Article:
7. Reuben Sandwich
Who doesn’t love a big, giant pile of corned beef, swiss cheese, sauerkraut, and pickles all sandwiched in-between two pieces of rye bread and accompanied with a tangy Russian dressing? If this sounds like music to your ears, well, this is exactly what you get when you order a Reuben sandwich. Just like most of the previous sandwiches we’ve mentioned, this ingenious creation has a lot of different origin stories, each more likely to be less true than the last, but we can’t deny its extreme tie with the New York deli experience. A man named Arnold Reuben allegedly invented the Reuben at his sandwich shop on East 58th Street in 1914. While this sandwich has become an East Coast tradition, some people speculate that it was actually invented in Omaha, Nebraska, in the 1920s by Bernard Schimmel – who came up with this sandwich to feed poker players who would meet at his hotel to play. One of the players’ names? Reuben Kulakofsky! But again, whoever invented this delicacy had a delight on their hands. The Reuben sandwich is a real treat for anyone in search of a little extravagance and a little extra meat. But, don’t forget to ask for a couple of extra napkins and an extra toothpick to hold everything together. It can get pretty messy if you’re not careful. Maybe it’s best if you steer clear of this one when you have a big meeting or a first date.
6. Meatball Sub Sandwich
If there’s one sandwich out there that smells just so dang irresistible, it’s the meatball sub. Those delectable juicy meatballs, flavorful red sauce, and an abundance of mild cheeses, all in an Italian-style bread, just hit all the right spots. The aroma alone is enough to make you instantly go buy one without hesitation if you catch a whiff. The beginnings of this iconic sub are still unknown to this day, but we can all agree that whoever had the bright idea to put meatballs in a sandwich was a genius. We do know, however, that the meatball sub originated in the good old US of A at the turn of the 20th century, and was probably one of the best inventions ever. Just like the Reuben, it’s become a major part of the Deli scene and is considered an American staple in many states. This Italian-American hero has many variations, from the meatballs to the type of cheese you put inside, so you can create your very own personal delicious sub. No matter if you choose pork or beef, mozzarella, or provolone, they all give off the same rich, tempting, and appetizing smell. If half the taste is in the smell, then just imagine how incredible this sandwich must taste.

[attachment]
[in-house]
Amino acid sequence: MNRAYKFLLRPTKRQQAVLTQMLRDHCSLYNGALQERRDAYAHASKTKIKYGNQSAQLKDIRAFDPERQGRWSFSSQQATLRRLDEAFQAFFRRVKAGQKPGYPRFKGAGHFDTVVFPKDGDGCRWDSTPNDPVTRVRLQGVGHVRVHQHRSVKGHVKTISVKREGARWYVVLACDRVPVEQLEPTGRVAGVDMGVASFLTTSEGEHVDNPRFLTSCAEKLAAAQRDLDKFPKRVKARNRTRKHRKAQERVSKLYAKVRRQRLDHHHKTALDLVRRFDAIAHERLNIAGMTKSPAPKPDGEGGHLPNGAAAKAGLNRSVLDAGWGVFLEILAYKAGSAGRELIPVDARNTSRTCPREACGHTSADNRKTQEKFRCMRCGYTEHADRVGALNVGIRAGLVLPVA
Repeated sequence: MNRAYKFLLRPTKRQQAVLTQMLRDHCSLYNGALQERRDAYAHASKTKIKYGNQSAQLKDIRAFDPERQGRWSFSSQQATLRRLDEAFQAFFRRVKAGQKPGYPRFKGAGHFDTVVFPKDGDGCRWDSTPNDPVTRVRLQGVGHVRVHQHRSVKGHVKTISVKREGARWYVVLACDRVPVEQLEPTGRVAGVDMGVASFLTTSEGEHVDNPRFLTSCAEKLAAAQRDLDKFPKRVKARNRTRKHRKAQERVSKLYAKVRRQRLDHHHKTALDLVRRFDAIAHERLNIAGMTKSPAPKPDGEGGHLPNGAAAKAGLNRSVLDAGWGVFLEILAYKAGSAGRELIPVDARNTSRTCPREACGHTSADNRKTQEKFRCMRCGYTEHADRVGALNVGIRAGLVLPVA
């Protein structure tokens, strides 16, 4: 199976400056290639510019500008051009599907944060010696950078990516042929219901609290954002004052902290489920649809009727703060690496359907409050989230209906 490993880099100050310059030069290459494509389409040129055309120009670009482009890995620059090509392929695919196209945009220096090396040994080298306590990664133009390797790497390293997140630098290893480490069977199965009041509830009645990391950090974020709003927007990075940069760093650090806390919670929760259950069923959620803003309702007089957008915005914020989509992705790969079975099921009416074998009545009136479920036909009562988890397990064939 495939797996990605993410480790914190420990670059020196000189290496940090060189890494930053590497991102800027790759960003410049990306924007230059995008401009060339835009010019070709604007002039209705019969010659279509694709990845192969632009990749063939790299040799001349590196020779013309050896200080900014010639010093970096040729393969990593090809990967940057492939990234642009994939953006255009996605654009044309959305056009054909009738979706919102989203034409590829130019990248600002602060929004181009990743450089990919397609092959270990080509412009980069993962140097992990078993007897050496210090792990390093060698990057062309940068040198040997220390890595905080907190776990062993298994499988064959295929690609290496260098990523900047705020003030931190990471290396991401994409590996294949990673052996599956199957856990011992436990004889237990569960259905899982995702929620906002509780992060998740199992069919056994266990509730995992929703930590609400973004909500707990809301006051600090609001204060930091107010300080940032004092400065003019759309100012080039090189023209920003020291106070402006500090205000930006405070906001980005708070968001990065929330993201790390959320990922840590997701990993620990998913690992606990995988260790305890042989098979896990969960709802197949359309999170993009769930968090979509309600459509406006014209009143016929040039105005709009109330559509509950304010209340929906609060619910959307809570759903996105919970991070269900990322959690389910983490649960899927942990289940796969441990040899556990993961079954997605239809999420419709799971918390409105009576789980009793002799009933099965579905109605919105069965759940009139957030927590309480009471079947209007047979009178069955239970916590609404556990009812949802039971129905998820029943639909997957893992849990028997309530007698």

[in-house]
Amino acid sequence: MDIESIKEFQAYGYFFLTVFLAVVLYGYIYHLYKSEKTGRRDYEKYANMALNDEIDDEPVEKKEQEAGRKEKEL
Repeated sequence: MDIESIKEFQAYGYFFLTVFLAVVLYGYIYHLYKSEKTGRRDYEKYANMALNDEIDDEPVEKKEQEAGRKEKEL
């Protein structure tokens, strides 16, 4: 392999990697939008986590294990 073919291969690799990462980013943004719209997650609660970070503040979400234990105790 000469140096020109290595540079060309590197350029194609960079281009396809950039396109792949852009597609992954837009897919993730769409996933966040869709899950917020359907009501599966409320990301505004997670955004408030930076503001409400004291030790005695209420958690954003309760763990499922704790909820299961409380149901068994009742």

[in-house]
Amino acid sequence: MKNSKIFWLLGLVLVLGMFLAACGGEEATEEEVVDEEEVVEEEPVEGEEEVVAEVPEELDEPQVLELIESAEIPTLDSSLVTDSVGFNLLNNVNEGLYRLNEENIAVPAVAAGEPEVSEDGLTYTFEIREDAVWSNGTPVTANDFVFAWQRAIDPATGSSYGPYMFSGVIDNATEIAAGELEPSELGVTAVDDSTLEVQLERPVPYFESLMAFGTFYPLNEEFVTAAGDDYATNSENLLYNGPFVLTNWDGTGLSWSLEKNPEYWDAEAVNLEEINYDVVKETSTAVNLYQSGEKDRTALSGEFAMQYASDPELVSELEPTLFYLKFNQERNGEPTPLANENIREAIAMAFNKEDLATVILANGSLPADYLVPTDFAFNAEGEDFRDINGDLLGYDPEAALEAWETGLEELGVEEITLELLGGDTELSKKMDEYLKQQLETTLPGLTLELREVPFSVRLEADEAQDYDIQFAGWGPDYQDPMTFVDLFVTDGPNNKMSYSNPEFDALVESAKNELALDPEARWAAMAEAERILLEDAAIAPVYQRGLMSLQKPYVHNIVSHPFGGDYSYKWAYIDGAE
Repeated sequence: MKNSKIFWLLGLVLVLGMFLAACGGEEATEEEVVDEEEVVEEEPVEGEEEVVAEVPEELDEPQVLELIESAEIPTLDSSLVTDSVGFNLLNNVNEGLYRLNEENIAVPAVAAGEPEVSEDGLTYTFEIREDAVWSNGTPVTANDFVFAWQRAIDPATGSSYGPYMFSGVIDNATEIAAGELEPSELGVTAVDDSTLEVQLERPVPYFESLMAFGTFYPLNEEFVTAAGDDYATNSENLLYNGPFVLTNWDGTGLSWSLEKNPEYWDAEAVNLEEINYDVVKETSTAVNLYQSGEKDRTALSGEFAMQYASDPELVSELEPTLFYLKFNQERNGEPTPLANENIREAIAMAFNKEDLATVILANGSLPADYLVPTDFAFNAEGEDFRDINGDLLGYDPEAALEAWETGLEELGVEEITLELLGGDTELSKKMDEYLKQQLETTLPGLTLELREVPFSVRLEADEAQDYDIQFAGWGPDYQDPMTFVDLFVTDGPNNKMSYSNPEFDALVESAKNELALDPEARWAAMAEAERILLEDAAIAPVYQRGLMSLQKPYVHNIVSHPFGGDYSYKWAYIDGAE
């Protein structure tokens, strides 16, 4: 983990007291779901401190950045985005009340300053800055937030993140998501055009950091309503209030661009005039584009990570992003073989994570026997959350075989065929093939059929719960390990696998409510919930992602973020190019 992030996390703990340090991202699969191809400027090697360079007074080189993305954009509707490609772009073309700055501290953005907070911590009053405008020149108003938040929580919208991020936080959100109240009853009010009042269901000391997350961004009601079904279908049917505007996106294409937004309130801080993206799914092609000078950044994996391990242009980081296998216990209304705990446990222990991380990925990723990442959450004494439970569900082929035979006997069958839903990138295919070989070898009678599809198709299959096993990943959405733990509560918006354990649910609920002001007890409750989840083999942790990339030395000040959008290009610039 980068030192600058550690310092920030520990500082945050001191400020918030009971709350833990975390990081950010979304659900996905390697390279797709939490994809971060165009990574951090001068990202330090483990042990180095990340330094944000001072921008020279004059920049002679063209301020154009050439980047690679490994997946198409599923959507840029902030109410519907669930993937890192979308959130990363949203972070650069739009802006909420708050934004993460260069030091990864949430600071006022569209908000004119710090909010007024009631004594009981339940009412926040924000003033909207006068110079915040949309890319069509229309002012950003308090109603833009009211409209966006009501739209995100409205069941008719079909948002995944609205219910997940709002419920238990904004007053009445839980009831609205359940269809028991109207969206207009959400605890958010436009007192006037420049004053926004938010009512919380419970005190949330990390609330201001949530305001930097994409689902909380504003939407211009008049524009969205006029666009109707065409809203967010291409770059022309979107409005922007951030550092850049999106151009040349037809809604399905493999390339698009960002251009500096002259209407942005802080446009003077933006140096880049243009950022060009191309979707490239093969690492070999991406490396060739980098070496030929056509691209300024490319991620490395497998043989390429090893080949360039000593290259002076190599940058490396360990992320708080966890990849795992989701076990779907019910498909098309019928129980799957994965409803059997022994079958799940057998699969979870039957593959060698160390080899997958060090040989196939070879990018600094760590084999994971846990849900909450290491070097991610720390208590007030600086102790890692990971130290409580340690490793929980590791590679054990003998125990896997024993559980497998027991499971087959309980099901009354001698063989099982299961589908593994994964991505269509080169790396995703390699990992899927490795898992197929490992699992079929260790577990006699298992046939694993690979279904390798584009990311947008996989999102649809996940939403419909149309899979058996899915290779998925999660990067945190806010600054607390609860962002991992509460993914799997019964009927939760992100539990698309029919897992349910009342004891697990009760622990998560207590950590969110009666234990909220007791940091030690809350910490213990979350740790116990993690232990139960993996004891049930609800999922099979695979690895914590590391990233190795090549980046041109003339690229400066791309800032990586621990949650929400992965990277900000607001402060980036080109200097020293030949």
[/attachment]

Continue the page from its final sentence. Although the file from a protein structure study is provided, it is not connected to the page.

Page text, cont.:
5. Monte Cristo Sandwich
As Americans, we like to go all-out in everything we do – especially when it comes to food. Whether it’s the portion sizes, the flavors, or the odd-combinations, we always give our 100%. But one thing we like to do above all else is fry stuff. Literally, anything can be fried if you want it to be, and the Monte Cristo Sandwich is the perfect example of just that. The Monte Cristo is a ham and cheese sandwich, like the Croque Monsieur in France, but with a little added bit of pep: it’s dipped in an egg batter, then fried in a skillet and topped with powdered sugar. It’s almost the same as the French delicacy, really, just Americanized in the way we do best. Oh, it also comes with a little side of jelly to dip your sandwich in, just to give it an even more Americanized feel to it. It’s neither too sweet nor too salty: it’s a perfect balance. True, it may not be the healthiest of sandwiches, considering it got the American deep-fried treatment, but it’s still better than most of the other things we deep-fry, that’s for sure. The Monte Cristo first appeared in cookbooks in the 1930s under names like “The French Sandwich” or “The French Toasted Cheese Sandwich.” After being served for the first time in southern California in the 1950s, the Monte Cristo quickly gained popularity and is still considered a very popular sandwich to this day.
4. French Dip Sandwich